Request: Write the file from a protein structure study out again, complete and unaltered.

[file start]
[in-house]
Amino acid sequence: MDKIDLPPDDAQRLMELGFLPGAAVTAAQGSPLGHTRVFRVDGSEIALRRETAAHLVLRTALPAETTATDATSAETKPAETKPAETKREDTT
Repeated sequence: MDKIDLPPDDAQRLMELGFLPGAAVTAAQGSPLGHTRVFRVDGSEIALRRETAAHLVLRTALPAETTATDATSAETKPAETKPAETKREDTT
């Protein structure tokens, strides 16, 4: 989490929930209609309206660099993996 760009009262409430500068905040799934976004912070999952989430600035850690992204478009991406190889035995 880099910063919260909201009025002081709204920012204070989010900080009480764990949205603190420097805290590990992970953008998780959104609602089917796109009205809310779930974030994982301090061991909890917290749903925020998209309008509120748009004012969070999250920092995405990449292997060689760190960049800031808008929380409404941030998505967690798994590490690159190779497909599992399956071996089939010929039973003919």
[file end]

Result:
[in-house]
Amino acid sequence: MDKIDLPPDDAQRLMELGFLPGAAVTAAQGSPLGHTRVFRVDGSEIALRRETAAHLVLRTALPAETTATDATSAETKPAETKPAETKREDTT
Repeated sequence: MDKIDLPPDDAQRLMELGFLPGAAVTAAQGSPLGHTRVFRVDGSEIALRRETAAHLVLRTALPAETTATDATSAETKPAETKPAETKREDTT
């Protein structure tokens, strides 16, 4: 989490929930209609309206660099993996 760009009262409430500068905040799934976004912070999952989430600035850690992204478009991406190889035995 880099910063919260909201009025002081709204920012204070989010900080009480764990949205603190420097805290590990992970953008998780959104609602089917796109009205809310779930974030994982301090061991909890917290749903925020998209309008509120748009004012969070999250920092995405990449292997060689760190960049800031808008929380409404941030998505967690798994590490690159190779497909599992399956071996089939010929039973003919």